Is WCF RIA Services ready for the Enterprise?

Today Microsoft released the WCF RIA Services Beta, it’s now on top of WCF and by default uses binary data end points and data contract serialization. By using binary data end points we will get better performance and make the data sent over the wire smaller (The other preview versions uses pure JSON). WCF RIA Services is a great framework for Rapid Application Development (RAD) of 2-tier applications. Based on the new changes to the WCF RIA Services it’s defiantly ready for the Intranet and small applications, but how about the Enterprise. First of all if you uses the Entity Framework or Linq to SQL Domain Services, it’s not ready for the Enterprise and will never be, IMO, because when we use it it distribute DAL types to the client. They are useful for small data driven applications. BUT! WCF RIA Services with the DTO (Data Transfer Object) support will make it closer to be ready for the Enterprise, but is that enough?

It’s complex to build RIA (Rich Internet Application) and require a lot of plumbing. This is something WCF RIA Services is trying to solve. Just remember there is a reason why things are complex, and what every framework developers are trying to do, is to hide the complexity by adding a new level of abstraction. The thing is, the complexity is still there. At first I was skeptic about WCF RIA Services, but it was because the very early previous wasn’t that good, it was ok, good ideas but works had to be done. Now after almost 2 years it starts to look like something promising.

I have notice several of developers using .WCF RIA Services and because it’s so easy to use, they seems to forgot about the network. What the WCF RIA Services Team have struggle with, is to make sure developers should be aware of the network. I know that even how much they try, some developers will use it in a wrong way. That is nothing they can do anything about. But is that so bad? NO! It gives the people that use it in the right way job opportunists ;)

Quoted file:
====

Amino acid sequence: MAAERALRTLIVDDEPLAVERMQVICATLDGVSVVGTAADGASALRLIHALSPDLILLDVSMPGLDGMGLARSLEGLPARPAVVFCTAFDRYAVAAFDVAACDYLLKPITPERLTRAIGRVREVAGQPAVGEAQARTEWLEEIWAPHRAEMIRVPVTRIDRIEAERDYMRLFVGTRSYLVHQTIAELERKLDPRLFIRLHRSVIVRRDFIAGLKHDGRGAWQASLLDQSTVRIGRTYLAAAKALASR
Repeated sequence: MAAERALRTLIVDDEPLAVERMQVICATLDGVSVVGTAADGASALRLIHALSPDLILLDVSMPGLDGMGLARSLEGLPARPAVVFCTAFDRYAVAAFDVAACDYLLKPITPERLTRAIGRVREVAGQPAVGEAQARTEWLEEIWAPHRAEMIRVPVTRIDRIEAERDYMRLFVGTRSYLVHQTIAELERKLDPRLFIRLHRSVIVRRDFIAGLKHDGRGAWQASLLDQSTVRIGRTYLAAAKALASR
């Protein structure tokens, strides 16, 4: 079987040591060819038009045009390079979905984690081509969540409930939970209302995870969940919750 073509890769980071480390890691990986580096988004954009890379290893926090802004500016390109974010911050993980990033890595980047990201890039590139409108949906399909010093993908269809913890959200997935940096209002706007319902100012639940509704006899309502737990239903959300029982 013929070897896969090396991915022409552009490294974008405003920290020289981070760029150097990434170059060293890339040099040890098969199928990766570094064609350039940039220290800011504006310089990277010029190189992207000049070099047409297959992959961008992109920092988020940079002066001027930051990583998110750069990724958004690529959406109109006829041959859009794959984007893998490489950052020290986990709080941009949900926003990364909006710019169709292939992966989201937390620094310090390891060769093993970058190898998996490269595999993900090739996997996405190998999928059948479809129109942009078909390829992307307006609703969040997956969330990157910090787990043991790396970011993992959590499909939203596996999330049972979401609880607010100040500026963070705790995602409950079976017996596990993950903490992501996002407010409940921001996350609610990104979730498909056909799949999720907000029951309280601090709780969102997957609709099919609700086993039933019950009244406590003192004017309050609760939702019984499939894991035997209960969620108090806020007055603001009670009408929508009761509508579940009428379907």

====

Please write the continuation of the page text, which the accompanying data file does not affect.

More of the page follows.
I wrote that WCF RIA Services with its DTO support will make it closer to be ready for the Enterprise and the uses of EF and L2S Domain Services are not a good choose when it comes to build Enterprise RIA. There are actually one advantage of using the EF and L2S DomainServices, and that is the way of passing a query from the client to the server. The query will be used when EF and L2S are querying the database (as far as I know, I hope it does at least ;)). It will results in less data sent from the data source. When using DTO the query will take place after we retrieve all the data from our DomainService query methods. But still on the server. But the good thing is that there is a solution to make sure the query also takes place when we query our data source and that is by overriding the DomainService Query method, it has the description of the query passed from the Client. But we had to interpret it and transform it to a query which can query our domain model.